At the Tortilleria Familiar
The tortilladora makes mechanical music
Like a Chandler & Price letterpress
Spinning tortilla 45’s
An electric motor hums in harmony
Casting Mexican cornbread
Off a chain-linked conveyor belt
Over pressured flames of natural gas
Like the rhythmic click of a school projector
The call and response of metal on metal,
A symphony of sparrows and squawking fiddles
Over and over again
The Nueva Frontera
307 South Belmont is in a shopping plaza on the outskirts of a mid-sized Appalachian City. But when you cross the threshold to enter Tortillaria Familiar Al Arriero, you could very well be crossing a border into Mexico. This Nueva Frontera isn’t a border wall running through a desert ecosystem, but it is in many ways just as real. Most borders, those without walls, are simpley understood agreements, an element of the discourse super-imposed on a geography. The trade agreements created by Chicago-school inspired economists, in particular NAFTA, made traditional elements of the US-Mexican border permeable, and since at least the 1980’s little pockets of Mexico have popped up across the Appalachian mountains.
In 2017, there are some very large, multi-generational populations of Hispanics in Appalachia. Dalton, Gainesville, and Morristown are examples of Appalachian cities with large concentrations of immigrants due to labor-intensive factories that produce for the global market. It’s not just the large factory jobs, though: immigrants from our southern border have carved out niches in the service industry, landscaping, and construction in almost every town of any size in Appalachia. Johnson City, TN has a large enough population of Hispanics to have several tiendas, a tortilleria, and an annual festival in the heart of downtown.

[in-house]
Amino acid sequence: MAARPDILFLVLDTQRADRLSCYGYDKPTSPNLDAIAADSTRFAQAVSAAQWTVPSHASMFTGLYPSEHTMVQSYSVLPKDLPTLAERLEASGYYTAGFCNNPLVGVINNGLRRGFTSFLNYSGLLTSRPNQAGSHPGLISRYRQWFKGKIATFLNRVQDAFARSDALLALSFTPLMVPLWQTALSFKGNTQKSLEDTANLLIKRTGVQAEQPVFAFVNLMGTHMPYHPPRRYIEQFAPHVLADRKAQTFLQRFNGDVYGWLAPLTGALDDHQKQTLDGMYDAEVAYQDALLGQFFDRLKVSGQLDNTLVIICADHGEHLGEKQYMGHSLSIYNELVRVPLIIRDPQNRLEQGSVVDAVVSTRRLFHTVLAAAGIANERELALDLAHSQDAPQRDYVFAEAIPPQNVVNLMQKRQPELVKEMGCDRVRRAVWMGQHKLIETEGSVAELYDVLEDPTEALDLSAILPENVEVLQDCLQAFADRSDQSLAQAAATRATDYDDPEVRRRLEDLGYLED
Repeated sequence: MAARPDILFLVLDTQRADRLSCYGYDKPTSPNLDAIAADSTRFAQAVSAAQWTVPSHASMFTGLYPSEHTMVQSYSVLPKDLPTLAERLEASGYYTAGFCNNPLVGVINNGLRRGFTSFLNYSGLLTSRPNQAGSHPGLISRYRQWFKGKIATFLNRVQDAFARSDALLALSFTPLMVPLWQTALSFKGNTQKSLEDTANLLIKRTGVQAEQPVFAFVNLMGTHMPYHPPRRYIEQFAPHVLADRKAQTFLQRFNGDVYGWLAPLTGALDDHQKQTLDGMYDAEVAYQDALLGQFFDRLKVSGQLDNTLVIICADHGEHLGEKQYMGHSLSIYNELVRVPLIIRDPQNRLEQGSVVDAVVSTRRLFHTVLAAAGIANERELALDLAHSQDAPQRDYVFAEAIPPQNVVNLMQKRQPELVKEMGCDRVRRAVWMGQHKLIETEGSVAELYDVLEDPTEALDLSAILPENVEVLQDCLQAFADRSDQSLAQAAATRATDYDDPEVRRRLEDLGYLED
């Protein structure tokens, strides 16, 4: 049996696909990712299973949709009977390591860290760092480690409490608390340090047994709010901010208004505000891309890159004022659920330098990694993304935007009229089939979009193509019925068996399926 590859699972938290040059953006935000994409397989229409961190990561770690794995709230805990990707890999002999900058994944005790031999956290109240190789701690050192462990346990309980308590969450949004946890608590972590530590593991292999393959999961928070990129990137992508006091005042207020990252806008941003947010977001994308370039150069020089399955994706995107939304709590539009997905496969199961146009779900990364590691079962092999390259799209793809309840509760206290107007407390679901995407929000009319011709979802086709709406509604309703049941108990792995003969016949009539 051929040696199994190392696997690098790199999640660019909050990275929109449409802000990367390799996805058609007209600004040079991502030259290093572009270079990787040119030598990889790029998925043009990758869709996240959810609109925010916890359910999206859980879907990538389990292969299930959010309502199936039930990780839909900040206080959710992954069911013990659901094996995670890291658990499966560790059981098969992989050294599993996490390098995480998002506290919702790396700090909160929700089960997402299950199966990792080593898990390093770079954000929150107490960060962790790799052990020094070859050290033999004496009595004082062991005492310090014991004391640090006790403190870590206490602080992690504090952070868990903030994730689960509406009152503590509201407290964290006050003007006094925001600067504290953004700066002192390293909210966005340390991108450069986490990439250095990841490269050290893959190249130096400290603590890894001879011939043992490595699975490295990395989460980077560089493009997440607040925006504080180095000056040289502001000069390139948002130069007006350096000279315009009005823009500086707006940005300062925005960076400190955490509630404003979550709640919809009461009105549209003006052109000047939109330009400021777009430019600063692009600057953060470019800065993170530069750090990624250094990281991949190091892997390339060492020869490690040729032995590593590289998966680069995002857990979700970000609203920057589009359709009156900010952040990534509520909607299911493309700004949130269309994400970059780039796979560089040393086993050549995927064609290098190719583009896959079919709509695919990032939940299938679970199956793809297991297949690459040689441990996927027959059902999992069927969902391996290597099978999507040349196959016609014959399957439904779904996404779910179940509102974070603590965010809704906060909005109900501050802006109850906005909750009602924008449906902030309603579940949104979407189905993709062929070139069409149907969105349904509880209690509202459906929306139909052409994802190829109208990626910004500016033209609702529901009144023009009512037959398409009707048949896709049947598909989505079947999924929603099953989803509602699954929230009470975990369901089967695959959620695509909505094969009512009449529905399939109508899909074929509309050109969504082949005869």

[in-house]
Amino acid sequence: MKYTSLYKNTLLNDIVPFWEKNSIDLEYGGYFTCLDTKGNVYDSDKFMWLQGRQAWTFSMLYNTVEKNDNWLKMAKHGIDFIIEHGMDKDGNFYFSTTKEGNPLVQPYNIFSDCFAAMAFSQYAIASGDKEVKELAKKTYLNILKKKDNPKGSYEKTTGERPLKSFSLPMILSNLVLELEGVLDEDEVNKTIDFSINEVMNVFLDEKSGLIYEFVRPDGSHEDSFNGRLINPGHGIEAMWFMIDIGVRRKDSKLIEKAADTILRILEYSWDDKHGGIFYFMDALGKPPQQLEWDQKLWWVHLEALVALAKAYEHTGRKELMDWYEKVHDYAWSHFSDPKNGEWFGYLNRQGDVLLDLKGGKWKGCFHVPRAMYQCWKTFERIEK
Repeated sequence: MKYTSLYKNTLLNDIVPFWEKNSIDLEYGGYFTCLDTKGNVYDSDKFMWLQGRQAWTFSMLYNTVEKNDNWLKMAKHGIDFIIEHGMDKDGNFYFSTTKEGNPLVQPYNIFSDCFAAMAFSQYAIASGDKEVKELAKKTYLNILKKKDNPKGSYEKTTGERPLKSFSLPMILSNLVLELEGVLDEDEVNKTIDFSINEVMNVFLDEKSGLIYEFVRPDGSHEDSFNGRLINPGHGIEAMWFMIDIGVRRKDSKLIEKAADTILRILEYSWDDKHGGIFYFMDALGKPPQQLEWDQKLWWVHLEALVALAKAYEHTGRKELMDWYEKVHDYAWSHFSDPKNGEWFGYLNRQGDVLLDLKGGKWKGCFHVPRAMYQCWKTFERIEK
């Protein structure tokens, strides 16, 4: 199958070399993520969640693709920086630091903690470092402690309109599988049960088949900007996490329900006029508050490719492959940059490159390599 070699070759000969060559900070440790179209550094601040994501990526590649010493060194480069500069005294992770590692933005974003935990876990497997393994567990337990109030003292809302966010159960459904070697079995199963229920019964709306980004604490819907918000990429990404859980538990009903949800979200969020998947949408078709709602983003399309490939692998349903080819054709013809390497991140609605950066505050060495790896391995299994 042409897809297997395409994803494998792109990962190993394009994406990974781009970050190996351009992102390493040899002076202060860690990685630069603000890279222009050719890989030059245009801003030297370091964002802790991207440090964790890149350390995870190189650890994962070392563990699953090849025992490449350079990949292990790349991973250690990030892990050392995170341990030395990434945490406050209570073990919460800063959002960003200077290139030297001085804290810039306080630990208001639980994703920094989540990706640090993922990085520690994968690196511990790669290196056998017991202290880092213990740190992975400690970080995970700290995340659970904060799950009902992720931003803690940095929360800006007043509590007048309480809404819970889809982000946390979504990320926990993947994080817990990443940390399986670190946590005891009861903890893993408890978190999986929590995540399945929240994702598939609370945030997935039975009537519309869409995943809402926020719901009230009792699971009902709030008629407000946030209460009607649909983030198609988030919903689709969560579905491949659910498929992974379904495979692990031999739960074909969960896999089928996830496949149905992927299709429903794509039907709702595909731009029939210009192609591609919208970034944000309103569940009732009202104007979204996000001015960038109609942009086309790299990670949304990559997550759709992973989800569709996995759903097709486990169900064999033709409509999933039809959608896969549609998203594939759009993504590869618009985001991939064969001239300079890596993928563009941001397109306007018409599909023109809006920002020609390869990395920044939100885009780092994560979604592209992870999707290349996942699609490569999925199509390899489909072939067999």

When Mexicans from Johnson City and the surrounding area go to 307 S. Belmont they are enveloped in surroundings that create the place of home. The sense of home is invoked by the sounds and smells of Mexico. The soundscape of 307 S. Belmont is filled with sounds that place it in Mexico: the television plays a channel broadcast out of Mexico, usually either a popular telenovela or a daily news and variety talk show, and a Mexican flavored dialect of Spanish is spoken. The smells are of delicious Mexican food, and since tortillas are a Mexican food staple, another major factor of the soundscape is the running of the tortilladora- a sound rarely heard outside of Mexico. Yi-Fu Tuan, in his book “Space and Place: The Perspective of Experience”, states that “spaces are marked off and defended against intruders” while “places are centers of felt value where biological needs, such as those for food, water, rest, and procreation are satisfied”. So instead of Mexico being defined by the permeable rhetorical construction arbitrarily crossing North America from the Pacific Ocean to the Gulf of Mexico, could we just as well define the place of Mexico as being anywhere a tortilladora is heard?